Omniverse: an epic sonic ride into a retro-futuristic neofascist dystopia

Xordox, Omniverse, Austria, Editions Mego, EMEGO 283 CD / vinyl LP (2021)

I remember Jim Thirlwell fairly well, having heard some of the music he did with his Foetus project back in the late 1980s / early 1990s. I haven’t kept up with his post-Foetus work though I understand he’s been involved in several collaborations and has branched out into scoring music for other artists and TV programs. Xordox is a recent instrumental synthesiser-based project of his and “Omniverse” is the second album from that project. While a 30-year gap exists between what I know of Thirlwell’s past work and “Omniverse”, I see some things haven’t changed much between the Foetus work and Xordox, namely Thirlwell’s penchant for maximalist music encompassing a huge range of music genres extending from big band, jazz and Western 20th-century orchestral music to classic rock, punk and synthwave, often within an epic blockbuster movie soundtrack style bordering on the fearful and hysterical. Perhaps the main difference is the polish and sheen of the music Thirlwell produces these days: it may now come clothed in crisp sonic velvet but the menace and the sense of chaos being close by are still present and now coming to you in hi-gloss style.

In the fittingly named “Omniverse”, Xordox mashes sci-fi, film noir and blockbuster movie soundtrack tropes to create music for dystopian retro-futuristic worlds where panopticon surveillance coexists with a seedy underworld. That may sound quite contradictory but we’d do well to remember that the fine lines between official government authority and the criminal underworld, between what is legal and what is not, don’t always exist – and may not always have done. “Endeavour” opens the album in slick, fast-pulsating style, mimicking the moment in which we time travellers enter a new world and find ourselves immediately on the run from unseen dark forces: precise pointillist synth rhythms and melodies race on paths with unknowable destinations while ambient drone and wash paint a background of noirish urban paranoia. “Argonia” employs the big brass band approach to detail a retro-futurist authoritarian police state with imperial ambitions extending into outer space. Subsequent tracks explore different aspects of how that state might be experienced by its denizens at various levels both private and public. Music that appears quite intimate and personal quickly becomes overarching and oppressive.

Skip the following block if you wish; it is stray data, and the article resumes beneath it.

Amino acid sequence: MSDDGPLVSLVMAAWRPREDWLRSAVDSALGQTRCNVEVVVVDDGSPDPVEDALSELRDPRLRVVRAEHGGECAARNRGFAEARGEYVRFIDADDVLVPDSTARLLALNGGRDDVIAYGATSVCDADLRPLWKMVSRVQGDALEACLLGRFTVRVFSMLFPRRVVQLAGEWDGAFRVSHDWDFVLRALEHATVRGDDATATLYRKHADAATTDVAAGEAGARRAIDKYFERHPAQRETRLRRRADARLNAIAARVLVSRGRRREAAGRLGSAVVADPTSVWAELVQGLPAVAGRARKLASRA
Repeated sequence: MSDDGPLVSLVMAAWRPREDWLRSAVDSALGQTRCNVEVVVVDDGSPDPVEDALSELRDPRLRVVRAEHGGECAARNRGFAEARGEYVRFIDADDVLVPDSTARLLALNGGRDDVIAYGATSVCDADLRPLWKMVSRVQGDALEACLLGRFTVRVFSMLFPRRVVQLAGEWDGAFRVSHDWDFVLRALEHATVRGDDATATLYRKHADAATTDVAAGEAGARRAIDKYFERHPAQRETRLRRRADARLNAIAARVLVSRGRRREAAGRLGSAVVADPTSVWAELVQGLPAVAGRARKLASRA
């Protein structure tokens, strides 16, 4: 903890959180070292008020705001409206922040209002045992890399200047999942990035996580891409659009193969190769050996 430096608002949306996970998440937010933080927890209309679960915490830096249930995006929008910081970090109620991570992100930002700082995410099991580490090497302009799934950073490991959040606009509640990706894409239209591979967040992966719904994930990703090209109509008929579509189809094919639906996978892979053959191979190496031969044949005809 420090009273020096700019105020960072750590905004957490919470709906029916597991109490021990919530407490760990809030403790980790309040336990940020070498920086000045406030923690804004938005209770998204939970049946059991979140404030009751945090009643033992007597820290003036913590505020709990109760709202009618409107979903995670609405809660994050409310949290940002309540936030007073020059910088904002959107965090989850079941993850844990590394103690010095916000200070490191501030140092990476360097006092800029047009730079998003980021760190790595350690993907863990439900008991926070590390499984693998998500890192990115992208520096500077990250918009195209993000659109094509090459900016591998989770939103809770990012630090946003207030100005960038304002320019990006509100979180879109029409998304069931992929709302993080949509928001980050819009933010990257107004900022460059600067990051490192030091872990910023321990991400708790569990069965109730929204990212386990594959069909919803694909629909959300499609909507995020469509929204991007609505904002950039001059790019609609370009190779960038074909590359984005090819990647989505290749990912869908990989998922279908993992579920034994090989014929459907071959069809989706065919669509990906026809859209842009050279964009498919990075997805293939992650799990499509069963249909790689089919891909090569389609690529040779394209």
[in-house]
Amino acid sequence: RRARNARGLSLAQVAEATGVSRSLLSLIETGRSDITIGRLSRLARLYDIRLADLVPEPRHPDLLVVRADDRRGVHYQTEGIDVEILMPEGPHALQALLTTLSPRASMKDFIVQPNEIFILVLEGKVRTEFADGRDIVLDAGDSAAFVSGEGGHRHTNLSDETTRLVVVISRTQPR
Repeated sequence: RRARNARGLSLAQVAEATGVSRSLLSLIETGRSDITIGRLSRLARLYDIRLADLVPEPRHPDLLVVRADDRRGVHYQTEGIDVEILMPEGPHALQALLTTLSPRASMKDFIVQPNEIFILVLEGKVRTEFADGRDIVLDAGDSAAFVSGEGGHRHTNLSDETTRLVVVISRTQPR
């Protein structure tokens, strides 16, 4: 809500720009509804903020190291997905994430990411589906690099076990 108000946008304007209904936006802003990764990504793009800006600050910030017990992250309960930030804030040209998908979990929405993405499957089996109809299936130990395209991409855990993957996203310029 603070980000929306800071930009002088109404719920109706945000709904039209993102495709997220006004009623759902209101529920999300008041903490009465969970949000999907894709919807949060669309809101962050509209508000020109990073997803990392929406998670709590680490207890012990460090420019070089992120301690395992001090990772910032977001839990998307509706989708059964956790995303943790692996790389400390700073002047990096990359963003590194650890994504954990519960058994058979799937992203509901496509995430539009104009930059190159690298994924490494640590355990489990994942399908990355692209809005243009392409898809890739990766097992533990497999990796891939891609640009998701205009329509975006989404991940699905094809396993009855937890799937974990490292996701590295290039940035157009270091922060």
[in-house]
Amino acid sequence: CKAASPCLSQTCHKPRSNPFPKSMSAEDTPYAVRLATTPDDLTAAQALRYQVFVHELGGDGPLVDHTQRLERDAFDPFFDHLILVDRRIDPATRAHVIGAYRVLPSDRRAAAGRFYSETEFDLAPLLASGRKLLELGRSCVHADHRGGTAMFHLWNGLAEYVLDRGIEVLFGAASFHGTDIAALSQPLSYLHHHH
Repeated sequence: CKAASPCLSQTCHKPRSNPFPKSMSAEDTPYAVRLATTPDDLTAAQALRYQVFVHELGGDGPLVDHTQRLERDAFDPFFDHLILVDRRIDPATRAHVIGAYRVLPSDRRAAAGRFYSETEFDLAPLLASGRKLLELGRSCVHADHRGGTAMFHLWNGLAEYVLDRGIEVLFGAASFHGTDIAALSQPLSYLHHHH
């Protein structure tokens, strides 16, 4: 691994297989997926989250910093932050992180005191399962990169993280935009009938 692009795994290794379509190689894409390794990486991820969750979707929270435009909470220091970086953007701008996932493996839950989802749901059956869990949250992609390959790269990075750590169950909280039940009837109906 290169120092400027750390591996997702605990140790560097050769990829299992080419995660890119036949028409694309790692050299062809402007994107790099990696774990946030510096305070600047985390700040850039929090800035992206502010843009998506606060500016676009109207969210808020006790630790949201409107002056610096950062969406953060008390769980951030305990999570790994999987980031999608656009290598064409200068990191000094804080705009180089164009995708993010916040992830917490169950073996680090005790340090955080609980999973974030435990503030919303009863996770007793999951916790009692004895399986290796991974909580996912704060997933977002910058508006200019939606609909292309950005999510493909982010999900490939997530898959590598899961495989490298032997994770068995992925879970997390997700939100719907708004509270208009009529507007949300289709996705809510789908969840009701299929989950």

The long track “Oil Slick” is an intriguing mystery mini-soundtrack in its own right, offering numerous escape routes from the rest of “Omniverse”, all of which might lead into yet more dystopian directions that may or may not link back to the original cosmos in which they arise.

As its title and concept suggest, the album should be heard at least once or twice as a complete soundtrack to an imaginary film though it can be an exhausting rollercoaster ride and its conclusion is very ambivalent. Once in the omniverse, listeners realise they can never truly escape from it: having entered that dimension, they discover the dimension has entered them and become part of them. Parts of the album can be an exhilarating thrill but other sections can be flat, mirroring perhaps the nature of blockbuster movie soundtracks in manipulating emotion to meet certain goals but never of course giving audiences what they really need in the way of an outlet to release or soothe emotions and tensions generated by the actions they see or the music they hear. For this reason I’m not a great fan of music soundtracks (for real movies or imaginary ones) that mimic the Hollywood blockbuster style. After you’ve gone through the entire album experience, you can pick and choose your favourite tracks and deconstruct the album, its song-based format readily lending the music to its being taken apart. There may be a message in that deconstruction.